Anemia is a deficiency of erythrocytes with a corresponding reduction in the concentration of hemoglobin that results in reduced oxygen-carrying capacity of the blood. Some people with anemia may be asymptomatic initially, but eventually, the lack of oxygen to tissues results in fatigue, lethargy, shortness of breath, headache, edema, and tachycardia.
Common causes include blood loss, decreased functional red blood cell (RBC) production, and increased RBC destruction. Determination of the underlying cause of anemia is essential for successful management. Anemia is a common diagnosis with a prevalence that varies widely based on age, gender, and race/ethnicity. People with specific comorbidities such as cancer and chronic kidney disease have significantly higher rates of anemia. The incidence of anemia in cancer patients ranges from 30% to 90%. Contributing factors include the underlying malignancy and myelosuppressive antineoplastic therapy.
- Some patients with anemia have no symptoms. Those who do have symptoms may
- feel tired,
- become easily fatigued,
- appear pale,
- have a feeling of a heart racing,
- feel short of breath, and/or
- have worsening heart problems.
- Anemia can be detected with a simple blood test called a complete blood cell count (CBC).
- Anemia treatment varies greatly and depends on the particular cause
A decrease in erythrocyte production can be multifactorial. Nutritional deficiencies (iron, vitamin B12, and folic acid) are common causes and often easily treatable. People with cancer or Chronic kidney disease are at risk for developing anemia caused by dysregulation of iron and erythropoietin (EPO) hemostasis. People with chronic immune-related diseases such as rheumatoid arthritis and systemic lupus erythematosus are also at increased risk to develop anemia as a complication of their disease. Anemia related to chronic inflammatory conditions is termed anemia of chronic disease (ACD).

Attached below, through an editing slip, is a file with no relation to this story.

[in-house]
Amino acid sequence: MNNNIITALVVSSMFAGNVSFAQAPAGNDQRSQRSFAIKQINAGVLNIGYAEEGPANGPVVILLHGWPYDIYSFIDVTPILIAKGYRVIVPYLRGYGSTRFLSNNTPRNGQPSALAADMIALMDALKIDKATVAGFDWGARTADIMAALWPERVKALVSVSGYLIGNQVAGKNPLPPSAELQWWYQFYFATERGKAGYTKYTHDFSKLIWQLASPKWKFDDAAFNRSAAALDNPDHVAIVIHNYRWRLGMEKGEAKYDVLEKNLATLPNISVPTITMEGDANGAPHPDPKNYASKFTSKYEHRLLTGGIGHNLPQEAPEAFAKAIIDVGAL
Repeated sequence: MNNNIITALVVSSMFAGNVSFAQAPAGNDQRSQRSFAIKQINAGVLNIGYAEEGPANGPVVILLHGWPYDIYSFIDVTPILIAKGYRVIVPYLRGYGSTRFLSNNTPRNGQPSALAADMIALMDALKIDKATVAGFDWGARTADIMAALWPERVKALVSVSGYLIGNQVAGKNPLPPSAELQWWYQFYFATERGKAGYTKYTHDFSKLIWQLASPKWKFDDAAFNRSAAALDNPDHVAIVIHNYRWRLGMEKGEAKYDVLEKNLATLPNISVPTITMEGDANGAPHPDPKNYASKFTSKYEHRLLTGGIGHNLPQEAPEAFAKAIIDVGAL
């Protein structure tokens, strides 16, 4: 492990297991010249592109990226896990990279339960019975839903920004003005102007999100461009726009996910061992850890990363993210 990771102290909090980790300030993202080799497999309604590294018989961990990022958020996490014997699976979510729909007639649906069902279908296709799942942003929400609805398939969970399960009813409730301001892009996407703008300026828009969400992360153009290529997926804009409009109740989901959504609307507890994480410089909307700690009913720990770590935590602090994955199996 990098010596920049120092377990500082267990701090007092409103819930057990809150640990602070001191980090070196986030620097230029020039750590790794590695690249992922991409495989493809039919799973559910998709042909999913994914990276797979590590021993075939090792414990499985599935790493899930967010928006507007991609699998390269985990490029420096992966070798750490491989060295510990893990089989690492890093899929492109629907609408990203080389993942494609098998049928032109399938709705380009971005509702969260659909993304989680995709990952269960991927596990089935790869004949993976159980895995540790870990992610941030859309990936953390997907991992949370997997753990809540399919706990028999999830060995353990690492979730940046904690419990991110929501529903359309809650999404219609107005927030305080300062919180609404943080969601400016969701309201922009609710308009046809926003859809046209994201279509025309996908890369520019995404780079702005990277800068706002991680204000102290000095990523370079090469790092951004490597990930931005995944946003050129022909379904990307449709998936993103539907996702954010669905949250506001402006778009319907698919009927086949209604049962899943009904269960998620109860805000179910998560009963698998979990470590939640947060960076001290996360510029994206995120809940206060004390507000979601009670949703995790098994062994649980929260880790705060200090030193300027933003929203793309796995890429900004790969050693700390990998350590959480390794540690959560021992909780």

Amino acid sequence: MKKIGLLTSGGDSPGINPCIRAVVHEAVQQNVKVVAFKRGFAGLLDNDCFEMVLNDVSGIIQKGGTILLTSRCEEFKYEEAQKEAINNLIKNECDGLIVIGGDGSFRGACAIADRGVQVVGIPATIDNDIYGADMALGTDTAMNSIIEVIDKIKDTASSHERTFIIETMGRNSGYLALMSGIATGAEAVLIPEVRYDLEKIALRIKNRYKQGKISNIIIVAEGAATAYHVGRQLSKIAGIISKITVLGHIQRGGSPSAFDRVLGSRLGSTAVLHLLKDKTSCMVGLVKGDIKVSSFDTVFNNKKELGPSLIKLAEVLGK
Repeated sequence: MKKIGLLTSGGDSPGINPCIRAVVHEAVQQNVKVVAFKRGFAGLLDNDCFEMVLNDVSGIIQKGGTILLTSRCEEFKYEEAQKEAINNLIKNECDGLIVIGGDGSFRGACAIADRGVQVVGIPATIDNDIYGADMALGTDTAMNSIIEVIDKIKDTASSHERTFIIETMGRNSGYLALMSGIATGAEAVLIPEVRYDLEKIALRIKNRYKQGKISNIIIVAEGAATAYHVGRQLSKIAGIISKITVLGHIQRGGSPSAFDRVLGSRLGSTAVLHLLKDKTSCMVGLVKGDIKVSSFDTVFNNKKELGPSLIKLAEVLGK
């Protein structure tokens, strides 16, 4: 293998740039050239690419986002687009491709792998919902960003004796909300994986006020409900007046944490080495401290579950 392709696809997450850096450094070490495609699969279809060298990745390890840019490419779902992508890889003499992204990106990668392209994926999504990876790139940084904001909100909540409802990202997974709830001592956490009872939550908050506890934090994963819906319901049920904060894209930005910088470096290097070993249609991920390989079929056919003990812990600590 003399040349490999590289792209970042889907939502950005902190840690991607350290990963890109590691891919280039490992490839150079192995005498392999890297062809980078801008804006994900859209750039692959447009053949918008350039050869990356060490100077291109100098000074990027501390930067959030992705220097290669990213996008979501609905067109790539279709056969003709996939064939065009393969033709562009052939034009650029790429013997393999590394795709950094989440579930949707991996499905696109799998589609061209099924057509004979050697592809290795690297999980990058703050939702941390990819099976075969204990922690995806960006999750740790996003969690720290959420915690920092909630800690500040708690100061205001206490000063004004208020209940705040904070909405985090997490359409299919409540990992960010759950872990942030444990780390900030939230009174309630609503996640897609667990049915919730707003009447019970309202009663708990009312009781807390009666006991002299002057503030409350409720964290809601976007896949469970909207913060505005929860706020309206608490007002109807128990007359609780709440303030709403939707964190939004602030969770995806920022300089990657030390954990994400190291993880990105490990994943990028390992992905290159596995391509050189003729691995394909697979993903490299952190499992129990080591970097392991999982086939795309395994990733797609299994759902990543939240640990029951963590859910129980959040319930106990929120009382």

Causes of Low Hematocrit Blood Levels
A person who has a low hematocrit is referred to as being anemic. There are many reasons for anemia. Some of the more common reasons are:
Loss of blood:
- Traumatic injury
- Surgery bleeding
- Colon cancer
- Vitamin B12
Bone marrow problems:
- Replacement of bone marrow by cancer
- Suppression by chemotherapy drugs
- Kidney failure
- Sickle cell anemia
The goal of anemia therapy is to increase Hgb to levels that improve red cell oxygen-carrying capacity, alleviate symptoms, and prevent complications from anemia. Normal Hgb values are 14.0 to 17.5 g/dL (140–175 g/L or 8.69–10.9 mmol/L) for males and 12.3 to 15.3 g/dL (123–153 g/L or 7.63–9.50 mmol/L) for females. It is important to note that continuation of therapy should be assessed primarily by resolution of clinical symptoms. People who experience a resolution in their symptoms (eg, shortness of breath, tachycardia, fatigue, dizziness,) may not require aggressive therapy to maintain their Hgb values within normal limits. The underlying cause of anemia must be determined and used to guide therapy. A complete blood count (CBC) is the laboratory evaluation that provides objective characteristics of RBCs useful in determining etiology and appropriate treatment. The mean corpuscular volume and determination of iron, ferritin, folate, and vitamin B12 levels are required to correctly diagnose a person with anemia.
The underlying cause of anemia must be determined and used to guide therapy. A complete blood count (CBC) is the laboratory evaluation that provides objective characteristics of RBCs useful in determining etiology and appropriate treatment. The gold standard treatment of Iron Deficiency Anemia is oral iron therapy that provides 150 to 200 mg of elemental iron daily in divided doses. Many different iron products and salt forms are available. Typically, iron sulfate is the most commonly used formulation. Iron supplementation resolves anemia by replenishing iron stores to levels necessary for RBC production and maturation.